Late Triassic epoch
Triassic Period
Carnian Age - 3

The Carnian Age - 3

A Carnian Bestiary - 2

Mesozoic Era
   Triassic Period
      Early Triassic Epoch
      Middle Triassic Epoch
         Anisian Age 
         Ladinian Age
      Late Triassic Epoch
         Carnian Age 
         Norian Age
         Rhaetian Age
   Jurassic Period
   Cretaceous Period

The Geography of the Carnian
The Climate of the Carnian
Tetrapods - Land Faunal Stages
A Carnian Bestiary


Pelorocephalus | Metoposaurus | Leptopleuron | Shonisaurus | Henodus | Brachyrhinodon | Malerisaurus | Trilophosaurus | Hyperodapedon | Paleorhinus/Parasuchus | Angistorhinus | Saurosuchus | Ornithosuchus | Stagonolepis | Postosuchus | Erpetosuchus | Scleromochlus | Pisanosaurus | Herrerasaurus | Saltopus | Placerias and Ischigualastia | Exaeretodon | Microconodon and Dromatherium | Gondwanadon and Adelobasileus



illustration © Paul E. Olsen, from Lecture 10 - Triassic: Newark, Chinle

Erpetosuchus granti is a small (about 60 cm ion length) crocodylomorph known from four specimens from the latest Carnian Lossiemouth Sandstone Formation [Benton and Walker 2002]. A related but somewhat later (?early to mid Norian) species has more recently been found in the New Haven Formation of the Newark Supergroup, Connecticut Valley [Olsen et al 2000]. It can be assumed that these little animals had a wide distribution over much of northern Pangea at the time.
The Erpetosuchids were lightly built, fast running (cursorial) animals with a fully erect dinosaur-bird-mammal type stance. They may have been either bipedal or (as illustrated above) lightly built quadrupeds. It is difficult to say more, as only the head and the front part of the body is known from the incomplete remains. In any case, these little animals were the "greyhounds" of the Triassic. In proportions of the skull, neck and forelimbs Erpetosuchus is very similar to the later facultatively bipedal Rhaetian age sphenosuchian crocodylomorph Terrestrisuchus, as well as to the tiny ornithodiran Scleromochlus (also found at Lossiemouth), the Middle Triassic lagosuchid dinosauromorphs Lagerpeton and Marasuchus, and basal dinosaurs. All these animals represent an important element in the late Triassic terrestrial ecosystem as small active insectivores and predators of microvertebrates, and continued in this niche until the middle or late Jurassic, when they were replaced by coelurosaurian dinosaurs.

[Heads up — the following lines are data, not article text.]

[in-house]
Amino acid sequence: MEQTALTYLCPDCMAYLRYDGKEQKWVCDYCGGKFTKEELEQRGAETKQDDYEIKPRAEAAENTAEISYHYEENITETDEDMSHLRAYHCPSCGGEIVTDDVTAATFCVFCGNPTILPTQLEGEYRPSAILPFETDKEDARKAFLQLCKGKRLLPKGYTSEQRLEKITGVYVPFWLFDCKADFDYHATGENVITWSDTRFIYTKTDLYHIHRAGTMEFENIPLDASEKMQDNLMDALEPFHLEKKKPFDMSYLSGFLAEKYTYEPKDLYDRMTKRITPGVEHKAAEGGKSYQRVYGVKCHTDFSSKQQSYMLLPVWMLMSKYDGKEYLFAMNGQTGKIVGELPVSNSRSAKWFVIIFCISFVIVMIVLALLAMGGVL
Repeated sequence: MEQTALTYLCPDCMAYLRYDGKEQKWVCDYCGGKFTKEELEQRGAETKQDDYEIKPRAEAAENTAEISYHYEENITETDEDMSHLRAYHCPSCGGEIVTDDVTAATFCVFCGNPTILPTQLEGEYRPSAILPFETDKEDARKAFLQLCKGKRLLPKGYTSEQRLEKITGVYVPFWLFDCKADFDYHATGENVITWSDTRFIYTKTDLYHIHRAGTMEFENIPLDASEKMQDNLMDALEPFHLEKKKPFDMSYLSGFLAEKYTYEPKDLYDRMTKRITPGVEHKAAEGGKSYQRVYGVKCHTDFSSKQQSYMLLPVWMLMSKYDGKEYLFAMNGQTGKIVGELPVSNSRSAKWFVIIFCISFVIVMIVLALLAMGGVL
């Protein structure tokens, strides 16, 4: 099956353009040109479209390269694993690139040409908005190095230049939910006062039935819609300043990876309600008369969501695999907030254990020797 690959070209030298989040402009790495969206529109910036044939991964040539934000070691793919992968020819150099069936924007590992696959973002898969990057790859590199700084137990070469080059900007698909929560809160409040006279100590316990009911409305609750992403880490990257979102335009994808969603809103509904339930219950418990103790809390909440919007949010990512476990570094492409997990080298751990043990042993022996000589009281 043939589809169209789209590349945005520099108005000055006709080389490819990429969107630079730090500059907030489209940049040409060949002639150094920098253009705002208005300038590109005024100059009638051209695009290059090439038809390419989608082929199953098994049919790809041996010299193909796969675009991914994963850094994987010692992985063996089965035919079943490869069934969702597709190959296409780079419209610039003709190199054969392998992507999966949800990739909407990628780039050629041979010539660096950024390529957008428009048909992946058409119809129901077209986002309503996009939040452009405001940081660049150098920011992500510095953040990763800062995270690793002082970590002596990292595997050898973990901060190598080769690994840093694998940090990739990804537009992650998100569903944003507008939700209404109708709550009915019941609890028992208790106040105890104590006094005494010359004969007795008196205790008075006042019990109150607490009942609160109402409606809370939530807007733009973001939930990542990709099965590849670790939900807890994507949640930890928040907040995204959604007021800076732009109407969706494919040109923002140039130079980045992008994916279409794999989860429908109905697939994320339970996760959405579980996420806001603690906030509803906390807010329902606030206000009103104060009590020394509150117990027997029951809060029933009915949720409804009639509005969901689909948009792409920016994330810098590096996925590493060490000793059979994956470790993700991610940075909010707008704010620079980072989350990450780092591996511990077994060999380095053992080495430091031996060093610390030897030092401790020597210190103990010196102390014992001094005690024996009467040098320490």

References/Links: Jeff Poling - Fossil of crocodile with erect stance found; Benton and Walker 2002


illustration © M. Shiraishi,

Saltopus elginensis is an enigmatic ornithodiran known from a single partial but still fairly complete skeleton from the Lossiemouth Sandstone of Elgin, Scotland. In life, this was a gracile, long-legged cat-sized animal about 60 or 70 cm long, with jaws equipped many small sharp teeth indicating a mostly insectivorous diet (although microvertebrates were also on the menu).
The fossil has not been adequately reexamined since its discovery in 1910, and the extremely poor preservation of the specimen makes it impossible to interpret unambiguously. So where Saltopus fits on the evolutionary tree is still debatable. It may be a non/pre-dinosaurian ornithodiran, such as a lagosuchid or a pterosaur relative like Scleromochlus, or a very early theropod dinosaur (the original reference to four sacral vertebrae (source of much confusion as dinosaurs have three and more basal archosaurs two) would seem to be an error, with the animal having the normal compliment of three), perhaps a primitive ceratosaur (It is similar in proportions to small Norian and later coelophysids), which makes it more advanced than Herrerasaurus. It may even be a juvenile of a larger animal. Whatever the case, the existence of this animal and others like it shows that the Carnian undergrowth was alive with many kinds of small active archosaurs.